Modern Medicine: Getting Better or Bitter?
Reflections of a Clinician
by Dr. Sanjeev Mangrulkar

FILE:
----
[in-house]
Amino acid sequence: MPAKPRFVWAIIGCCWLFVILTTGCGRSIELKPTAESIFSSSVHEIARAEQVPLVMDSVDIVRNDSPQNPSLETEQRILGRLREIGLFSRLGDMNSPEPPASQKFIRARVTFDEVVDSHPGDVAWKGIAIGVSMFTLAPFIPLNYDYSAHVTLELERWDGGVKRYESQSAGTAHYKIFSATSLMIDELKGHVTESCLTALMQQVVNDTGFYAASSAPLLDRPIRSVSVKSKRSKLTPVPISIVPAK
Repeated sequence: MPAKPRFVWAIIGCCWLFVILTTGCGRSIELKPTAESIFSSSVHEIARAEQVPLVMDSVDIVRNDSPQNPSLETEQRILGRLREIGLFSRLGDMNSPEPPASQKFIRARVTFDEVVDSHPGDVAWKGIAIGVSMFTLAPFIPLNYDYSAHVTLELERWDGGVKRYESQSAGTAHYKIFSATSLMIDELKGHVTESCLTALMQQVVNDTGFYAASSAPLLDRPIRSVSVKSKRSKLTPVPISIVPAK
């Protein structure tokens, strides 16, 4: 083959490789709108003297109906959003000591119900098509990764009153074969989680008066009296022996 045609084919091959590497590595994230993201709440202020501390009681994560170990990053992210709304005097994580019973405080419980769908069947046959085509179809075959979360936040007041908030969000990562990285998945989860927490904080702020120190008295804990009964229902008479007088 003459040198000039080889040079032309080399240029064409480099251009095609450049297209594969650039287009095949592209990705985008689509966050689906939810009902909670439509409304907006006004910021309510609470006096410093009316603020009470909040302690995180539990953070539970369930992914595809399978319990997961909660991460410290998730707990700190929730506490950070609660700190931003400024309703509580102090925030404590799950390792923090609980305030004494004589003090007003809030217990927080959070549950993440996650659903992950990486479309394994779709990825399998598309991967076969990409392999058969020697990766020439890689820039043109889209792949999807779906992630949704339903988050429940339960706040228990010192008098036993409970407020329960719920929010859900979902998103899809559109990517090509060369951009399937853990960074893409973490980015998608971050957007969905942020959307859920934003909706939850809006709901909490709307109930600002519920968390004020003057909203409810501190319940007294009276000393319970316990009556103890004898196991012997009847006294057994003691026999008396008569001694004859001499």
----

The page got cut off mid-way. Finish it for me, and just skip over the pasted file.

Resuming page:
Modern Medicine, also called as Allopathic Medicine happens to be the chief, scientific mainstream system looking after the health of the societies all over the world. It boasts of its true scientific culture, transparency in approach, it is progressive all the while and is quick to respond to the needs of society from time to time. The last few decades have witnessed a great progress in medical science through research and technological innovations. Along with this growth, the modern medicine has also developed many weaknesses, its chief scientific foundation is getting corroded. It is failing in its goal to deliver health to the society and has started generating phobia of diseases in the minds of people. It is getting less cost-effective and less pragmatic. This book covers the pathology of this process, it shows how the science is getting perverted, how statistics is being misused, how the technological and scientific progress is being used to generate business. The health care system is getting heavily monetized. Hospital industry is getting corporatized. The Mediclaim insurance policies are being projected as the need of society. Medicine thus has become a business of money. This has led to moral degradation. The book discusses all these issues, suggests some innovative solutions wherever possible. It intends to put forth two important points- how morality is a product of social values and finally; how mind is responsible for many of the human reactions.This book aims at readers, medicos or otherwise, who love reading thought provoking material and who believe that reading is equally an active intelligent process as writing is. Starting from technical aspects of medicine, it escalates to discuss social, economic, moral, ethical, philosophical issues as seen through the narrow window of medical science. Any science in its highest evolved form has to embrace philosophy, this book attempts at that. The book should be treated as a frank introspection of medical practice in modern times by an active medical practitioner, chiefly in the Indian context. It intends to introduce non-medical persons to the intricacies of medical science, medical practice and medical decision making. Simultaneously, it challenges the thought process of medical practitioners and wants to create an awareness in their sensitive minds regarding the possible shortcomings of the modern medical science. The aim is not only to generate conscientious, humane pragmatic medical practitioners; but also, to generate intelligently curious patients who would help their doctors in improving their practicing skills and standards. A combination of good doctors and equally good patients is needed to maintain the highest standards in medical practice. The aim of medical practice is not only to alleviate bodily suffering, to prevent and treat deformities or merely to prolong life; but it is also to add happiness to everyone’s life. This book kindles the quest for the same.
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